Some Common Misconceptions About Family Law
Family law covers a whole spectrum of situations and legalities, and everyone’s circumstance is a little different. While there are definite laws in place, there are variations on these laws depending on the particular situation they are being applied to.
Because the area of family law is so vast, many people harbour some common misconceptions about how family law works, and in many cases believe certain outcomes are rigid when they’re not.
Let’s take a look at a few common misinterpretations when it comes to family law.
1. A Property Settlement Can Only Happen After Divorce
Going through a divorce is an extremely stressful and confusing time for many and it can be hard to think rationally and logically. Because of this, many couples don’t realise they don’t have to actually wait to get divorced before working out a property settlement.
The fact is that you can start negotiating a property settlement – assets, liabilities and so on – at any time after separation, and it’s wise to get it sorted as soon as you can. Once a certificate of divorce has been issued, then you have 12 months from that date to get the property settlement agreed to and finalised.
2. Child Custody Will Automatically Be a 50-50 Split
An even split when it comes to custody of the children sounds good in theory and fair, but circumstances don’t always allow for that to be the best outcome. A 50-50 split doesn’t necessarily work best for everyone, and the law doesn’t stipulate that this is how child custody will be granted.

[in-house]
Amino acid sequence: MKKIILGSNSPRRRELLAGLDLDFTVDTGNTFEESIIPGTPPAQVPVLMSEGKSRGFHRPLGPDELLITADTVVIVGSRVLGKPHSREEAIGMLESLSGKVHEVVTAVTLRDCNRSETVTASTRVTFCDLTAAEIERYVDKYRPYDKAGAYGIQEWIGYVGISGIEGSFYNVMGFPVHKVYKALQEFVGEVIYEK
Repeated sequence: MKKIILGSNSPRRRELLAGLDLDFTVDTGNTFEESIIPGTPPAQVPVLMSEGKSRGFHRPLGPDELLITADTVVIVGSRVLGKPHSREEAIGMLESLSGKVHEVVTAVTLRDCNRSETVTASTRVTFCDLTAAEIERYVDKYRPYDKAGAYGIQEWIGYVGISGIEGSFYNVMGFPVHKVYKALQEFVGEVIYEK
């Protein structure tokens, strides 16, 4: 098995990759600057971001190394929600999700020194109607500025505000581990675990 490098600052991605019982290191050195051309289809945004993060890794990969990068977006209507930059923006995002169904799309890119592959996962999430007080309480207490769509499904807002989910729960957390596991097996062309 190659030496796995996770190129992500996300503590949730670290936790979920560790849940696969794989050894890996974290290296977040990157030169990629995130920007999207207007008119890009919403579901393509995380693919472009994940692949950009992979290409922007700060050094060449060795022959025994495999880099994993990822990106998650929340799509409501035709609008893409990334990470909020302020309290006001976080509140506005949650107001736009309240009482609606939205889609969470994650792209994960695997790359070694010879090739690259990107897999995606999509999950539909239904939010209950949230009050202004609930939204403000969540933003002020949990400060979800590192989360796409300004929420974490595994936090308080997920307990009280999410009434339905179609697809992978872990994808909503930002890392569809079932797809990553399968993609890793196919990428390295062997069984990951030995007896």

When it comes to the Family Law Act, the emphasis is always on what’s best for the children. The parents’ needs and wants are secondary. Many times parents are given equal rights to decision making when it comes to the schooling, health and needs of their children, but not necessarily equal rights when it comes to which parent gets to spend the most time with the children.
It’s always best to seek legal advice on this very early on, and work towards developing a parenting agreement that works out best for everyone.
3. My Partner Is Entitled To Half My Assets
This is also a very common assumption, that upon the split of a long-term relationship or divorce, your partner is automatically due to receive half of the assets.
It’s never as simple as that, and again, seeking legal advice early will help clear all this up.
The split of assets can depend on many factors, such as:
- A prenup agreement
- Who owned what assets at the start
- Are there children in the relationship?
- The duration of the relationship
- And many other factors…
Talk To Your Local Family Law Experts
James Noble Law is the team you can count on in Brisbane for all matters pertaining to family law. Don’t try and guess your legal position or assume anything. Make an appointment to talk to us first, so you have a far better understanding of exactly where you stand when it comes to the Family Law Act and your rights.